Wednesday, December 01, 2010

Burning Kansas by Sara Paretsky

This month for Barrie Summy's Book Review Club I'm writing about Sara Paretsky's Bleeding Kansas.

I have a bit of a thing for V.I. Warshawski, and to tell the truth I have a bit of a thing for her creator, Sara Paretsky, too. I'm a member of Sisters in Crime, a group Paretsky founded, and I've heard her speak in person. All of this increased my admiration for Paretsky and her work.

So when I heard that she had written a new novel - not a mystery and not starring Warshawski - I was intrigued. Especially because it's set in Kansas. Hey, I lived in Kansas for 11 years. Now she really had my attention. (Paretsky grew up in Kansas, too.)

So I bought the book for my dad (also a Paretsky/Warshawski fan) as a thank you gift for driving to Inconvenient, Illinois to pick up my girls' new bike and saving us $150 in shipping costs.

Naturally, I read the book before gifting it. What, you don't do that? Oh. Well, I do. Just as naturally, he already owned the book and had really enjoyed it.

Which is good, because I was sort of "meh" about it.  Paretsky is a wonderful writer.  I just had trouble connecting with any of the characters in this novel, by which I mean that I didn't really like anybody.  Perhaps I was in a crabby mood that week.  But by page 200 I was caught up enough in the story that I barely minded that I didn't care very much about the characters.  Parts of the novel read a bit heavy, like a massive information dump.  Fortunately, the history was pretty interesting and I enjoyed it.  (Reading Gilead: A Novel by Marilynne Robinson prepped me by giving me background on the anti-slavery politics of Civil War-era Kansas.)

So, to conclude: if you like history, you might check this out.  If you're interested in pioneers and settlers and the history of slavery in our country, you might find this interesting.  If you'd like a picture of non-cookie-cutter politics in America's heartland today, you might check this out.  But if you're a Paretsky/Warshawski fan looking for the sort of hard-boiled Chicago P.I. page turner we're both used to, well, you won't really find that here.

(Note: this novel was new in 2008. I'm a little behind. And the Amazon reviews are humorously mixed.)

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David Cranmer said...

I've been a fan of Sara Paretsky since the 80s. But have never read a non-Warshawski novel. I am intrigued now as well. Thanks.

Jenn Jilks said...

I love this author and this series. I understand what you mean about caring for the characters.
Nice interview.
You read them first????? :-)

Sarahlynn said...

David, I think it's funny how some of the Amazon reviewers think BURNING KANSAS is a beautiful literary work while others feel it reads like a high schooler's first attempt at a novel. (I fell somewhere in the middle, though I wanted to be more toward the "beautiful literary work" side of the spectrum. It's not poorly written, but there's a lot of history in the book and some of it is dumped awkwardly in strained dialogue.)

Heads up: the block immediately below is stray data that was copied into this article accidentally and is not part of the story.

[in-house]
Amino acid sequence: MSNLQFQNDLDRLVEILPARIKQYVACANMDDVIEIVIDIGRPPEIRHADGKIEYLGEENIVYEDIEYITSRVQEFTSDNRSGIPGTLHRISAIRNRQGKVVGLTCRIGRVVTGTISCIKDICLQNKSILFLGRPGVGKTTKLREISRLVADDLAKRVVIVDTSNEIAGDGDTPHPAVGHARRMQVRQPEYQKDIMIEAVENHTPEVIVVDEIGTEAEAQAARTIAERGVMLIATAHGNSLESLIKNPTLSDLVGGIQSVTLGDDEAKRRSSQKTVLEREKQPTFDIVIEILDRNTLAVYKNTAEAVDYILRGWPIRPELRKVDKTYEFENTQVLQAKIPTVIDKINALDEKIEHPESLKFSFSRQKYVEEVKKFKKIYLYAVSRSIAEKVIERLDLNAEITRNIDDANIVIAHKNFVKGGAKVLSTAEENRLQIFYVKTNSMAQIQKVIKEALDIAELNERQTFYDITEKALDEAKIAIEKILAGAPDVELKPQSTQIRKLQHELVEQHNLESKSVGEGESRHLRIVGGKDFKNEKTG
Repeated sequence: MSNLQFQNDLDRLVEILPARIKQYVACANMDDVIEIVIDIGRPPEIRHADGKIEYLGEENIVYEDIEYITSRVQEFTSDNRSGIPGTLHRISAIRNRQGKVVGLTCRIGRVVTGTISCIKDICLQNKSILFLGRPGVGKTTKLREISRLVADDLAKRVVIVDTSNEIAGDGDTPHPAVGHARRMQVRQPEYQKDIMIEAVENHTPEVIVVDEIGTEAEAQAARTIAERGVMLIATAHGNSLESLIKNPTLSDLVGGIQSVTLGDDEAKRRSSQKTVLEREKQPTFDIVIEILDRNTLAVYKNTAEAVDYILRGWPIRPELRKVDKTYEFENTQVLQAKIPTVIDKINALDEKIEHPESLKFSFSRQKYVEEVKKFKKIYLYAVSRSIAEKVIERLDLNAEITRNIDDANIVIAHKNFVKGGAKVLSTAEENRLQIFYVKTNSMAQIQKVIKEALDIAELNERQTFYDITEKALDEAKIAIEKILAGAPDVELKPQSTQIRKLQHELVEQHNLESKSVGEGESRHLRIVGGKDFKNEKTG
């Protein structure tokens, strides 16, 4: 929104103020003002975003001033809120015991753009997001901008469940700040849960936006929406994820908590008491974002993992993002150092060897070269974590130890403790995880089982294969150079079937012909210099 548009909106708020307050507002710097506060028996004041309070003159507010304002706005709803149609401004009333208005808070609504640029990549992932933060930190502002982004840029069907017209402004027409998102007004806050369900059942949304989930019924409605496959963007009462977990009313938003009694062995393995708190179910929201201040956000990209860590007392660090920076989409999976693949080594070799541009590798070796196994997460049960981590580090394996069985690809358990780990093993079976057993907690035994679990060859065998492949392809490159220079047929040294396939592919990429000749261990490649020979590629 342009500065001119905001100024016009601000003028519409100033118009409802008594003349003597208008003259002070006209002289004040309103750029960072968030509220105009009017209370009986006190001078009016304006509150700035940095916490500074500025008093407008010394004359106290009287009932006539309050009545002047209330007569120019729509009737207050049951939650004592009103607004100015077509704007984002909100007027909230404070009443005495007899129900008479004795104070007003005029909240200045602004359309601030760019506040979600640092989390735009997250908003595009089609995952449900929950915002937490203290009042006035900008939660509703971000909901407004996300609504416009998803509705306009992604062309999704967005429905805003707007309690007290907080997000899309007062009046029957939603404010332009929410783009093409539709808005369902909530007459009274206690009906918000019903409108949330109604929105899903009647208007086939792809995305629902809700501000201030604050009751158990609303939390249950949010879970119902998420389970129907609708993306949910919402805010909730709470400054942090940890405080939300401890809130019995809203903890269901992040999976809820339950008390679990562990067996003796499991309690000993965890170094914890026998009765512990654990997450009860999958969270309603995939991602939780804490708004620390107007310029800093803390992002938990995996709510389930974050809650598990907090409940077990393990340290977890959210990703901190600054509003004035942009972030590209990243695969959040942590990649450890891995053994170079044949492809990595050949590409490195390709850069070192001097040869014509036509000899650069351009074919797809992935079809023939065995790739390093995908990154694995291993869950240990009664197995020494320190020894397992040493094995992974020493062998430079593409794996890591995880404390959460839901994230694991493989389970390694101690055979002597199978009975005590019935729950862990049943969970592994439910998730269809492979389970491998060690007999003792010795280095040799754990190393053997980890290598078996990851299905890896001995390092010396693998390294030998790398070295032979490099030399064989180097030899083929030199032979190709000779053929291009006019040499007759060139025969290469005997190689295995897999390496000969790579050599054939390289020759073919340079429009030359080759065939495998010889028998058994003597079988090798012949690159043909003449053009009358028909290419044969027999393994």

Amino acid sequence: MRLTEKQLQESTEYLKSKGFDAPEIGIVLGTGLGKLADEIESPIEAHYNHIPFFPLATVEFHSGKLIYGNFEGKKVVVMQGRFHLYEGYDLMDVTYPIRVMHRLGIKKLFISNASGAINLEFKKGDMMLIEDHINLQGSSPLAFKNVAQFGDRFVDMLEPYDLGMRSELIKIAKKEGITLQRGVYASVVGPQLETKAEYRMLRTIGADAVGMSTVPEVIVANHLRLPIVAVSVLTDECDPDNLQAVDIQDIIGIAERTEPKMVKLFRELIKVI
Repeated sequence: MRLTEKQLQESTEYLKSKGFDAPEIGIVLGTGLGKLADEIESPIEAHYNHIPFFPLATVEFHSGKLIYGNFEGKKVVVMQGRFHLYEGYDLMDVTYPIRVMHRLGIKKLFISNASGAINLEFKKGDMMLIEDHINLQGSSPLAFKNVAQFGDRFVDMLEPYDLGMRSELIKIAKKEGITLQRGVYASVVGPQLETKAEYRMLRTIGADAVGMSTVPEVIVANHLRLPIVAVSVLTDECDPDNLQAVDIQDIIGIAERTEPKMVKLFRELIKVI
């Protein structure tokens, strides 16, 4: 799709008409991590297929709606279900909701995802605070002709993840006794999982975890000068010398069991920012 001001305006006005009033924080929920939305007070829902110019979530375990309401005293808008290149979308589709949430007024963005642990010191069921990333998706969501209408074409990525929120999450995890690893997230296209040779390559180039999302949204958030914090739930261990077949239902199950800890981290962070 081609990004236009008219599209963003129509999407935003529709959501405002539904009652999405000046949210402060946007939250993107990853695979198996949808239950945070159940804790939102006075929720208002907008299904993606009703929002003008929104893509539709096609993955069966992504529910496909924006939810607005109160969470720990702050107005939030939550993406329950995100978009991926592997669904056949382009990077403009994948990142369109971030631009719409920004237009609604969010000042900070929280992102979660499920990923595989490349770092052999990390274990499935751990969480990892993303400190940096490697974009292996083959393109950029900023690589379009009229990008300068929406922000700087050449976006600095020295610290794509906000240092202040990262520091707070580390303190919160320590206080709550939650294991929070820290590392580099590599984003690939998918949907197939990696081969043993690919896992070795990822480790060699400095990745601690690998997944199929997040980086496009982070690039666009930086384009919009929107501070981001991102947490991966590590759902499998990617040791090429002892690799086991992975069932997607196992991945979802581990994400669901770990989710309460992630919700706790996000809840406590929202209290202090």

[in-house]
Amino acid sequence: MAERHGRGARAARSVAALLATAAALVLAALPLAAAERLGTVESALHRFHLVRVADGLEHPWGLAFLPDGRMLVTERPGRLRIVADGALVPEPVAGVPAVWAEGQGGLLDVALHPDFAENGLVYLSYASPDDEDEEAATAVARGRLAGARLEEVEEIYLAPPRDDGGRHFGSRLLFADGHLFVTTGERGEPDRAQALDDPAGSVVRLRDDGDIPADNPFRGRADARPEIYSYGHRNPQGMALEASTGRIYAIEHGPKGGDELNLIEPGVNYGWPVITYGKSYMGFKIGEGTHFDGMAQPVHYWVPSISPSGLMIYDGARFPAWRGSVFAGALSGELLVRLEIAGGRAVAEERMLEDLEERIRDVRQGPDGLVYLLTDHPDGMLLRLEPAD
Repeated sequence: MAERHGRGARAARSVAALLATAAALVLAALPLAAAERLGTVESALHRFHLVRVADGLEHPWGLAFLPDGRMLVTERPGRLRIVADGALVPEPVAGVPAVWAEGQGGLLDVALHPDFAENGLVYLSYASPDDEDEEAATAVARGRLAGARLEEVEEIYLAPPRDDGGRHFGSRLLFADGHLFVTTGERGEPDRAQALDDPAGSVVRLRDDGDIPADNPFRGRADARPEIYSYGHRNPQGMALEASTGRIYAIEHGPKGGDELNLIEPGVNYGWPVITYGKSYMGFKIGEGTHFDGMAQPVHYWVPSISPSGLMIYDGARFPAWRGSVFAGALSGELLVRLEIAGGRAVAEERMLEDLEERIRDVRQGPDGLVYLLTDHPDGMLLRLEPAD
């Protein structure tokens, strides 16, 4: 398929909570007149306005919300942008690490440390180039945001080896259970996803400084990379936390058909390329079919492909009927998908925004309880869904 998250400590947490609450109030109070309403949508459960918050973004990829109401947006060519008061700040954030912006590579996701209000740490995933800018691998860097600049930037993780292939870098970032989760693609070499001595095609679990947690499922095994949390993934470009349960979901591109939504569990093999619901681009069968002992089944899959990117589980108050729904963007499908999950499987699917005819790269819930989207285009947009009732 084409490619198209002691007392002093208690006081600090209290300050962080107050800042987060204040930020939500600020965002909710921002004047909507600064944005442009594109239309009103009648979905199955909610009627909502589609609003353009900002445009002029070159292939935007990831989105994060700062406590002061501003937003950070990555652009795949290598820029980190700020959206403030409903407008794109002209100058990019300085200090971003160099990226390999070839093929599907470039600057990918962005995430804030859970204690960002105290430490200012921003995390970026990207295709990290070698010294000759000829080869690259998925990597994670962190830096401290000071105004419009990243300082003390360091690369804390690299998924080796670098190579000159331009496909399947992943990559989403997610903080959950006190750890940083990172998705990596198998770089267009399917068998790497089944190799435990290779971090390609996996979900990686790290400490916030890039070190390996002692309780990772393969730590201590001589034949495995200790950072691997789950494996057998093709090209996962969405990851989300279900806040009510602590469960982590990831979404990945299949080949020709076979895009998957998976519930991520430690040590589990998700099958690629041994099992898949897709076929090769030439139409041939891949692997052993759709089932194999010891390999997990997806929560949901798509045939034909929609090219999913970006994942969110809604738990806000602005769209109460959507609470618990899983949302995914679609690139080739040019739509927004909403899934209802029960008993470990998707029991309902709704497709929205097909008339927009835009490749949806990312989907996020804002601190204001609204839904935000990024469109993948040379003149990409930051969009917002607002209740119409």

Jenn, well, not always. But this was for my dad! We talk about the books we read, so if I gave it to him I'd need to have read it, too, and . . . But if I were buying a Christmas gift for my in-laws, well, I wouldn't have read it first.

(Note: this is not a Warshawski novel! Many readers were expecting it to be part of the series or at least to include some of the same characters and were sorely disappointed.)

Post P.S. I should clarify that there are plenty of examples of cookie cutter politics in this novel, too. But main character, Jim, is more like lots of Kansans I know. He has opinions but he's not militant about most issues and politics are simply not in the forefront of his life. They're not the *most important* things to him. Or even the second or third.

Ellen Booraem said...

YOu know, I haven't gotten around to reading the Warshawski novels yet. You may have slightly panned this book, but you got me interested in the others! Any novel that attracts father and daughter has to have something going for it!

Not liking any of the characters is a huge obstacle to overcome--good for you that you even got to page 200!

pattinase (abbott) said...

Your ambivalence is now mine.

Sarah Laurence said...

How disappointing for you. Some of my favorite authors have also written books I disliked. Thanks for the honest review.

Staci said...

I thought this one sounded good and I was especially intrigued by the great cover art. Thanks for your review and I may have to try it out as I've never read any of her other stories!

Stacy said...

Inconvenient, Illinois? Nice.

Isn't it funny how you can get caught up in a book and still not like the characters? It's what separates the one-time read books with the frequently reread books, I suppose.

Linda McLaughlin said...

Sara Lynne, LOL, I wouldn't have the nerve to read a gift book before gifting it, not without full disclosure any way. But I'm sure your dad didn't mind. I do like history, but I also prefer a book where I actually like at least one character. So not sure about this one. Glad you got caught up enough to read the whole thing though.

Sarahlynn said...

I still feel bad for panning a Paretsky novel!